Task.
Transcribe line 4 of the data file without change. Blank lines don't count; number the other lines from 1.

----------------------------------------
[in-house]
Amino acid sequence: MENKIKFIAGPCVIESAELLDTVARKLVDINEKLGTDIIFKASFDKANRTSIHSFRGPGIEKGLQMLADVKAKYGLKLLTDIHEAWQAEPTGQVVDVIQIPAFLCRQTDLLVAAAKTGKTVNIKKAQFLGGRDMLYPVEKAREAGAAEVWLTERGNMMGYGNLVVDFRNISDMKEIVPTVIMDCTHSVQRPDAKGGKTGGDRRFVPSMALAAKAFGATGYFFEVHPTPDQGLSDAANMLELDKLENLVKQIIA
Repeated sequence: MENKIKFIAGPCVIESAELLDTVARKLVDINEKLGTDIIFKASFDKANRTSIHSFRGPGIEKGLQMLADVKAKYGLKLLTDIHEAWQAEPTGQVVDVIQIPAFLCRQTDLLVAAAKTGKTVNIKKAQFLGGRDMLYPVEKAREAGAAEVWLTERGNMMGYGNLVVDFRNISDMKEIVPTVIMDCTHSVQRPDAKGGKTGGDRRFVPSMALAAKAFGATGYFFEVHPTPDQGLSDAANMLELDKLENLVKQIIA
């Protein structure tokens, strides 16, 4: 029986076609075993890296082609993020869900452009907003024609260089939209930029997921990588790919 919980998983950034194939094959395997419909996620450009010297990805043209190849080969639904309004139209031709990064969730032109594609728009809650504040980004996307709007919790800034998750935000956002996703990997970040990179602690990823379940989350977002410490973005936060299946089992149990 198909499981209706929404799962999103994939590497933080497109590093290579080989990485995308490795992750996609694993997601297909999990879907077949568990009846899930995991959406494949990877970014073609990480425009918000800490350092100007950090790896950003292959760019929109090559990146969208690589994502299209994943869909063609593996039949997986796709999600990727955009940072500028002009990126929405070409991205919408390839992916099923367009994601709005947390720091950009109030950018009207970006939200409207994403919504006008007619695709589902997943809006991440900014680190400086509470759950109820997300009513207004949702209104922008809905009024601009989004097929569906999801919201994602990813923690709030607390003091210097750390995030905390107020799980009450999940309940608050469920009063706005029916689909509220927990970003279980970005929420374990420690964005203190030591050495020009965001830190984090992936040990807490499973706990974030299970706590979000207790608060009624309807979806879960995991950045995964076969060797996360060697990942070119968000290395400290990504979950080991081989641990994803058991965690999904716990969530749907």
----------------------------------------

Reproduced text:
């Protein structure tokens, strides 16, 4: 029986076609075993890296082609993020869900452009907003024609260089939209930029997921990588790919 919980998983950034194939094959395997419909996620450009010297990805043209190849080969639904309004139209031709990064969730032109594609728009809650504040980004996307709007919790800034998750935000956002996703990997970040990179602690990823379940989350977002410490973005936060299946089992149990 198909499981209706929404799962999103994939590497933080497109590093290579080989990485995308490795992750996609694993997601297909999990879907077949568990009846899930995991959406494949990877970014073609990480425009918000800490350092100007950090790896950003292959760019929109090559990146969208690589994502299209994943869909063609593996039949997986796709999600990727955009940072500028002009990126929405070409991205919408390839992916099923367009994601709005947390720091950009109030950018009207970006939200409207994403919504006008007619695709589902997943809006991440900014680190400086509470759950109820997300009513207004949702209104922008809905009024601009989004097929569906999801919201994602990813923690709030607390003091210097750390995030905390107020799980009450999940309940608050469920009063706005029916689909509220927990970003279980970005929420374990420690964005203190030591050495020009965001830190984090992936040990807490499973706990974030299970706590979000207790608060009624309807979806879960995991950045995964076969060797996360060697990942070119968000290395400290990504979950080991081989641990994803058991965690999904716990969530749907």